Our Atlanta Independent
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For Boomers Only
Seniors In Recession: Practical Advice For Helping Your Parents Now (p. 2)
I. The first group of seniors are those who are reaching the point in their lives where some form of assistance is required. Many of these people and their families were well-prepared before the economic downturn. Reversals in home equity, investments, and earning power have diminished their ability to make a much needed lifestyle change.
Regardless of how far they may have come in life, many of these individuals are still willing to sacrifice their own quality of life in exchange for their goal of preserving “the kids’ money.” Most of the seniors in this category believe that they can “get by” with temporary help, home healthcare providers, or a little more help from the children or grandchildren. Although they may be right, they are seldom willing to consider the more intangible aspects of “getting by.”
What most Boomers want for their aging parents is that they are able to enjoy their remaining lives to the utmost. To accomplish that goal, personal care or assistance is only a part of the formula. Even more meaningful is your ability to preserve Mom’s dignity and convince her that social interaction is the very best medicine.
The following are a few suggestions for those of you who have a loved one in this category:
Determine whether or not preservation of the estate is truly a priority for your family. If it is, plan accordingly. If it is not, orchestrate a conservative financial plan which may include some monthly “spend down” of the available funds. In developing this plan, make an ultra-conservative assumption (say three years) regardless of what the mortality expectations might be. Do whatever is necessary to convince your parents that their well-being is the only thing that is important to you. If you don’t say it, they will not know it.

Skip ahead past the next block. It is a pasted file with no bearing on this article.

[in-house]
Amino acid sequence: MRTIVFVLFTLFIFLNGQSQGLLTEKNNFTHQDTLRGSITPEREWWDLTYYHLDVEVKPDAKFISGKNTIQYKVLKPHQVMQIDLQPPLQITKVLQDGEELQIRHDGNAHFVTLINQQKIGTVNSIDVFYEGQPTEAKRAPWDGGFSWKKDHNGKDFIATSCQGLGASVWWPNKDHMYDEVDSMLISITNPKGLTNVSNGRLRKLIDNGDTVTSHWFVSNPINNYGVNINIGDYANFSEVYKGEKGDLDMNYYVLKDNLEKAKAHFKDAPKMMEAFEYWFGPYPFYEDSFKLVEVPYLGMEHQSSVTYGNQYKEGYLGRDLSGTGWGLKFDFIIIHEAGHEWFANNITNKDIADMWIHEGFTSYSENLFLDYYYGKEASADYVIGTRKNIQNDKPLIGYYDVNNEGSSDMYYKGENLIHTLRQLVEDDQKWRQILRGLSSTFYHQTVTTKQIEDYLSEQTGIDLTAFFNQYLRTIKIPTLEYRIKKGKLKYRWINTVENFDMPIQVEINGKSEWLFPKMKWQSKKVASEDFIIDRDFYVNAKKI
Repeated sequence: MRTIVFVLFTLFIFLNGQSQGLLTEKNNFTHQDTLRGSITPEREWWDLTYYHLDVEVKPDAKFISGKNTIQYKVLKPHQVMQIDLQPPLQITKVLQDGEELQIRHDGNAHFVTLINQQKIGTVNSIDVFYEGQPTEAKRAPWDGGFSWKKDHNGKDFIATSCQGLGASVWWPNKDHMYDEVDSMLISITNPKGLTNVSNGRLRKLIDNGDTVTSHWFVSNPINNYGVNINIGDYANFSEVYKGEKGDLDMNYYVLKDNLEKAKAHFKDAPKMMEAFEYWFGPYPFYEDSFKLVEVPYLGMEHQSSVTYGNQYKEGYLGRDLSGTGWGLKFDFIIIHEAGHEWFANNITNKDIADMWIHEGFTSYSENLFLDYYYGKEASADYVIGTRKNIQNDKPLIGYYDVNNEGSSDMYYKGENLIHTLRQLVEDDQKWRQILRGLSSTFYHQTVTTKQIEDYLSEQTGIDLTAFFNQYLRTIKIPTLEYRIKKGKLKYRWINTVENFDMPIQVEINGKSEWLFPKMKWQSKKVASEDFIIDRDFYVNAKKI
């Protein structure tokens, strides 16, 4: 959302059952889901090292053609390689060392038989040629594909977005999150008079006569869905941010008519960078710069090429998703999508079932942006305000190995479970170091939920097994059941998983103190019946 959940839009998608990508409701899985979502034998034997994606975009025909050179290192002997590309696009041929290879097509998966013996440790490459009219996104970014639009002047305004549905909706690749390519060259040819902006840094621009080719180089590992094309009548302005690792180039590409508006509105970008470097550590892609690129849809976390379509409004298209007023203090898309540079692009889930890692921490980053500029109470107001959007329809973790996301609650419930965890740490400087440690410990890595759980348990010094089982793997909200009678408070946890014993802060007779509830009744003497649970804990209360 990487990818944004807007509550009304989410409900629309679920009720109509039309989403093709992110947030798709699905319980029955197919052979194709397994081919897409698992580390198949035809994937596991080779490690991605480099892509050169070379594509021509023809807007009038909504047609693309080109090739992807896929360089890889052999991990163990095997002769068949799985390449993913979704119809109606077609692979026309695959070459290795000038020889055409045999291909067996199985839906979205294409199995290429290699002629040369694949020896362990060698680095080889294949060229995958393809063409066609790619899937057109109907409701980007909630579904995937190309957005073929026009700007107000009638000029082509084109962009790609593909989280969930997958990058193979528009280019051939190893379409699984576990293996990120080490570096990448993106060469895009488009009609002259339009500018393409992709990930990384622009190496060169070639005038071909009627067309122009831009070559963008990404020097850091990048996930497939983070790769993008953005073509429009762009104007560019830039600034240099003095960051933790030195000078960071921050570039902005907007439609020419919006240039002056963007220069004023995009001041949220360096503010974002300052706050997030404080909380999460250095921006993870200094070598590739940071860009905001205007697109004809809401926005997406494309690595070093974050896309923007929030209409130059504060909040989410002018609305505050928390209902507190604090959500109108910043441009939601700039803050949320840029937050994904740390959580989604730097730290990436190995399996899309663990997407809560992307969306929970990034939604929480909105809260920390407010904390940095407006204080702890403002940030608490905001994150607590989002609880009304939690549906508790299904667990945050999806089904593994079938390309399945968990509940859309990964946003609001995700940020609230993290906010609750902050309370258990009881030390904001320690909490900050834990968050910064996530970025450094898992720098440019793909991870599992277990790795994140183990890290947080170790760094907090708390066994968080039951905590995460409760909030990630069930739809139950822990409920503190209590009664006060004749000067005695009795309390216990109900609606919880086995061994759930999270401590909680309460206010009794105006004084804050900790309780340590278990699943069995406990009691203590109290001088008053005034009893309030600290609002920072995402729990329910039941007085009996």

Recognize the fact that your loved ones may not acknowledge many of the factors that are really weighing heavily upon them. Even with the best home healthcare, the psychological pressures of managing a home may be adversely affecting their quality of life.
Determine what your loved one can realistically afford to spend on a monthly basis. Combine that with any supplemental funding that might be available from the family. Research all of the available communities within your area and decide which one might offer the best alternative for your needs and your resources. It is critically important that you make the logical decision – then convince Mom that her only responsibility is to select the clothes and furnishings that she wishes to bring to her new home. Every decision that you leave to your parent provides another opportunity for delay.
If your family’s decision is to opt for a home healthcare provider, carefully check references, insurance, drug screening, fidelity bonds, and training standards. Know the individual to whom you are entrusting your Mom’s wellbeing. Also remember that social interaction is every bit as important as grooming, feeding, and medication management. Commit your family to maximizing the amount of time that each of you spends with your parent and arrange for frequent opportunities for her to visit with friends. Do not make the mistake of relying upon your home healthcare provider to be the primary social contact for your loved one.
Should it be difficult for you and your family to provide the active socialization that your parents need, focus your decision on easily accessible assisted living communities. Most of such communities are professionally managed and offer a complement of services which is adaptable to individual needs. Each community will have certain advantages, but the most important determinant is the staff. In this decision, personnel and references should always outweigh the attractiveness of the physical plant.